The Top Secret Birth of Private Snafu

"Private Snafu was not the ideal soldier. In fact, his name was a reference to the rather indelicate army acronym SNAFU, which, in its tamer translation stands for “Situation Normal, All Fouled Up.” The cartoon private had the best of intentions, but he just couldn’t help screwing things up. Whether he was misinterpreting orders or acting on an inane hunch, he often ended up harming himself or the Allied cause, just like in this video, where he is the source of viral rumors that spread fear throughout the front lines.

With his comedic—often decidedly racy—antics, Private Snafu was a favorite among the troops. According to the Prescott Evening Courier in 1944, this series consistently ranked first or second when the army surveyed soldiers on their favorite wartime films.

But about that newspaper report: As the Prescott Evening Courier says, the Private Snafu films were “of, by, and for the armed forces only.” They were classified war office creations, meant to be kept top secret. But in 1944, before the end of the war and the end of Private Snafu’s story, the existence of the series had clearly been leaked to at least one local Arizona news outlet. Seems like someone wasn’t watching those Private Snafu films closely enough after all.

Uncle Sam Wants You…If You’re a Hollywood Star

The film division of the War Department—and particularly the team surrounding the Private Snafu franchise—was made up of the creme de la creme of Hollywood. Frank Capra, the famous director behind Mr. Smith Goes to Washington and, after the war, It’s a Wonderful Life, was tapped to become the head of the First Motion Picture Unit, charged with producing all domestic and overseas propaganda and educational films. Capra was the one who came up with the idea for the Private Snafu series.

But credit for their hilarious storylines lies solidly withTheodore Seuss Geisel, the man almost every American child knows as Dr. Seuss. Often working with a co-writer, Dr. Seuss was responsible for writing almost every one of the 27 Private Snafu films. Once you know the magical mind behind this rather adult franchise, the animation style begins to take on a distinctly Seussian character.

But Not All Rumors Were Bad…

Loose lips sink ships, or so the propaganda posters warned. But the Allies were counting on loose lips—or at least fake news—to help deflect some of the German bombing that was bombarding cities like London and Paris. They did so in the form of decoy cities.

The German Luftwaffe tore across the sky with their deadly payload guided by the most primitive of guidance systems: a compass, a map, and the human eye (which, in all fairness, were the only tools available at the time). The British concocted a scheme to try to fool the enemy pilots into thinking they had reached their intended targets by constructing sham sites that were designed and lit to appear as if they were cities or military installations. The idea was that the German bombers would pass over these decoy cities first, think they were the real thing, bomb them, and leave the real inhabited and valuable sites alone.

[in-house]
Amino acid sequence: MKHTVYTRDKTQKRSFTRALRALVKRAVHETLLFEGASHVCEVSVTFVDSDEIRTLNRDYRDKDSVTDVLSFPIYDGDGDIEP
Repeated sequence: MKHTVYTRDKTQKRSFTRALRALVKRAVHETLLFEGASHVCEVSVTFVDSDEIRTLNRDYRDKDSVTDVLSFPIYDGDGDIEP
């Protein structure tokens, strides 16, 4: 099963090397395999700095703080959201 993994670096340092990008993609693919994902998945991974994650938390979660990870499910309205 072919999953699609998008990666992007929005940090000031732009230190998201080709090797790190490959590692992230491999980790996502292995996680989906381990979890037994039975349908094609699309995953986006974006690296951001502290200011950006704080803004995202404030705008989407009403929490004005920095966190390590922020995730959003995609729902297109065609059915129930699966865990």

The U.S. followed suit after Pearl Harbor, but they took a different tactic. Because of the perceived danger of Japanese bombing on the West Coast, the U.S. wanted to disguise two airplane factories that were engaged in war effort production from their sites in Burbank and Seattle. In order to do so, they built fake neighborhoods on top of the factories that, from the air, would camouflage them to look like any old, harmless American suburb. It was a scheme sure to fool any Private Snafus on either side of the war."

-BY Allison McNearney

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MSG Charles Ernest "Snake" Hosking

Green Beret, 5th Special Forces Group

WWII and Vietnam

My Dad's - CSM Lee Allan Hosking (Ret) cousin

by Steve Balestrieri

"Charles Ernest Hosking Jr. was a career soldier who fought as a U.S. paratrooper in World War II and was one of the original Green Berets when the unit was created in 1952. He was posthumously awarded the Medal of Honor for his actions in Vietnam.

A desire to serve

Hosking was born in May of 1924 in Ramsey, New Jersey. Before the attack on Pearl Harbor in 1941 and with World War II underway, Hosking ran away from home and hitchhiked to Canada. He enlisted in Canada’s famous “Black Watch” Regiment trying to get into the fight.

He eventually was tracked down by his U.S. congressman and others and being underage was shipped home. He then tried to join the Coast Guard with his grandfather’s permission but a heart murmur ended that venture as well. Undeterred, Hosking sought out his congressman, he received a waiver and was inducted into the U.S. Army in 1943.

But just serving wasn’t enough. Hosking volunteered for airborne duty and was assigned to Company B of the 509th Airborne Infantry Battalion. He joined them in Italy and served in the Rome-Arno, Southern France, and Ardennes-Alsace campaigns during the war in Europe. He was wounded by machine-gun fire during the Battle of the Bulge in the Ardennes. Of the 1,500 men in the 509th, only 29 would go without being killed or wounded.

He did not manage to serve in Korea due to a training accident when a bazooka round exploded and he suffered two broken legs and severe shrapnel wounds that required many months to recover from.

When Colonel Aaron Bank created the new Special Forces unit at Ft. Bragg, Hosking volunteered and served as an Engineer as well as a Weapons Sergeant on his A-Team. He was assigned to both Smoke Bomb Hill on Ft. Bragg and to Bad Tolz in Germany.  He went to different training programs including language training. He eventually could speak Czech, German and Vietnamese.

Hosking served three different tours in Vietnam, in 1963, 1965-66 and his final tour in 1967.

On his final tour in Vietnam, Hosking was a sergeant first class in Company A of the 5th Special Forces Group (Airborne), 1st Special Forces Regiment. He was assigned to the Mike Force. On an earlier tour, “Snake” Hosking developed such rapport with the civilian CIDG strikers, both Cambodian and Chinese Nung, that many came out of retirement to rejoin the unit with the word that “Snake” was back in-country. He was a legend with the men that Special Forces had trained and led.